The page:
Karachi’s traffic police may have made Rs400 million over three years in fines, but the money has yet to benefit the department which is allowed to take 30% of the spoils.
Sindh Home Minister Manzoor Wassan brought this up on Tuesday after a meeting on traffic and street crimes. He said that there was no reason that the traffic system shouldn’t be improved given how much has been accumulating in fines. Seventy per cent goes to the Sindh government but the traffic department is supposed to split its 30% down the middle for equipment and rewards for outstanding officers.
After emerging from the Pakistan Secretariat, Wassan took the opportunity to stress that he wanted to see an improvement in the crackdown on street crime and traffic problems within 15 days and one week, respectively.
“Street crime has increased, vehicle and mobile phone snatching has increased,” he said although without providing any exact numbers to buttress the veracity of his claim. He then went on to suggest that as Muharram, the Chehlum and Rabi ul Awwal have passed, the police could now concentrate on street crime and traffic.
Wassan announced that police will be undertaking snap checking every day for two hours in the morning and two hours in the evening. It will be up to police stations to choose the times.
“Officers found to be active in controlling crime will be rewarded and action will be taken against inactive officers,” he said, warning of similar consequences for traffic constables. He added that he has directed all DIGs to monitor and develop a strategy to control crime in their areas.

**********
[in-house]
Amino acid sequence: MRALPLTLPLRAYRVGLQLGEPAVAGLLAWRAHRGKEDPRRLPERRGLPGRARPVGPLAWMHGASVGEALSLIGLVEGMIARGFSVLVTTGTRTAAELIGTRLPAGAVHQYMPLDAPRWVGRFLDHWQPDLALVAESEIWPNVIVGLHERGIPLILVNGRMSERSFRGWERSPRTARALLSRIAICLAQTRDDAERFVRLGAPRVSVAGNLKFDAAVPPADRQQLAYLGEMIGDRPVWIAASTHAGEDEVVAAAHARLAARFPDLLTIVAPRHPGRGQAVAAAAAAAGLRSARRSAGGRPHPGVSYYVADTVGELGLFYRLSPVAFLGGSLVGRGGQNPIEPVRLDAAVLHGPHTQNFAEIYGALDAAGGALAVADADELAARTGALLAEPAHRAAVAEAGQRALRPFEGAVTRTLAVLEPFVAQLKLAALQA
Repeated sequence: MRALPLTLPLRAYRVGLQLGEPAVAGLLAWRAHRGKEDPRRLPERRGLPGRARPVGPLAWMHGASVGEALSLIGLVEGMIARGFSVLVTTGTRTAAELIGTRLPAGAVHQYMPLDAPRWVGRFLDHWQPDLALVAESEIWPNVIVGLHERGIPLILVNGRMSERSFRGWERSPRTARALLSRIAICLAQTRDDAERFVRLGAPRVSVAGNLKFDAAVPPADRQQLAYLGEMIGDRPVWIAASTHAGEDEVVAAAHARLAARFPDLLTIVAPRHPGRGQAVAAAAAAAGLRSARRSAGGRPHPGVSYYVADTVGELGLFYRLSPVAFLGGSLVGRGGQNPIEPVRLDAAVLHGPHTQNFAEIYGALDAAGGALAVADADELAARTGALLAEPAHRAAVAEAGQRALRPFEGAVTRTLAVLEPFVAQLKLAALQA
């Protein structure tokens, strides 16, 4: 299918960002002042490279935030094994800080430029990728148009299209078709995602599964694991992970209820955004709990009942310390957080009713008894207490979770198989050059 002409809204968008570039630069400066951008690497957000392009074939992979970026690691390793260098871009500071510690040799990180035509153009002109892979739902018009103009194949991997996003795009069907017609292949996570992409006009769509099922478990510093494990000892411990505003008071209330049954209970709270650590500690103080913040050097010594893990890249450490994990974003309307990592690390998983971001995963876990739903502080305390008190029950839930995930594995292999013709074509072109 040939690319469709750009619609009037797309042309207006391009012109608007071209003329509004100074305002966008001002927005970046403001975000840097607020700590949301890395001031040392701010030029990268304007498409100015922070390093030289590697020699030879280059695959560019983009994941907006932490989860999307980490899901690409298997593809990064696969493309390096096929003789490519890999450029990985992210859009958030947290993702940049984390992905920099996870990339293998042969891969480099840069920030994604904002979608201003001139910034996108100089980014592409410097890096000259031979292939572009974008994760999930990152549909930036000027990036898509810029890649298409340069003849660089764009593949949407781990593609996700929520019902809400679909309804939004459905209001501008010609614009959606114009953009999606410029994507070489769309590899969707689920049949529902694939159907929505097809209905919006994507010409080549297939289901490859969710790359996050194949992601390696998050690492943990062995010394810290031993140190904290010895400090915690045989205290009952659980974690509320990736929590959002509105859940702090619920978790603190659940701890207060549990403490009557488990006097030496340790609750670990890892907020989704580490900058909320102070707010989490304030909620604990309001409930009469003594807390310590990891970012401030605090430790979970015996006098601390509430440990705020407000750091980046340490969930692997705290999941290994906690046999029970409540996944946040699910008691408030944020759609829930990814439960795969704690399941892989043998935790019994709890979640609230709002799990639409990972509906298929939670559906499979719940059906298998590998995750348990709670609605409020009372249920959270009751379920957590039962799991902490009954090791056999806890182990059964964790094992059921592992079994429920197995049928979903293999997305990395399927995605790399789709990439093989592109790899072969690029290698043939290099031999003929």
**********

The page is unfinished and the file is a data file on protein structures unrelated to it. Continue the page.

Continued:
Wassan also commented on how there needed to be an improvement in building cases against suspects. “High profile cases need better results and steps need to be taken towards this and it is our priority,” he said. “People are arrested but they are not convicted.” More police will be deployed in areas that are at greater risk of crime, he added. He said that during his tenure 133 target killers and 63 extortionists were arrested.
Wassan also claimed that for the first time, presumably in the history of the department, there has been no political interference on behalf of his office when it comes to law enforcement. He went on to say that he was not consulted on the posting of DIGs as it was done at the federal level.
The meeting on traffic and crime was attended by Additional Home Secretary Waseem Ahmed, Additional Inspector General of Police Akhtar Hussain Gorchani, Deputy Inspector General of Traffic Khurram Gulzar, Municipal Commissioner Matanat Ali Khan, Karachi Water and Sewerage Board Deputy Managing Director Ali Muhammad Palejo as well as district coordination officers.
Published in The Express Tribune, February 8th, 2012.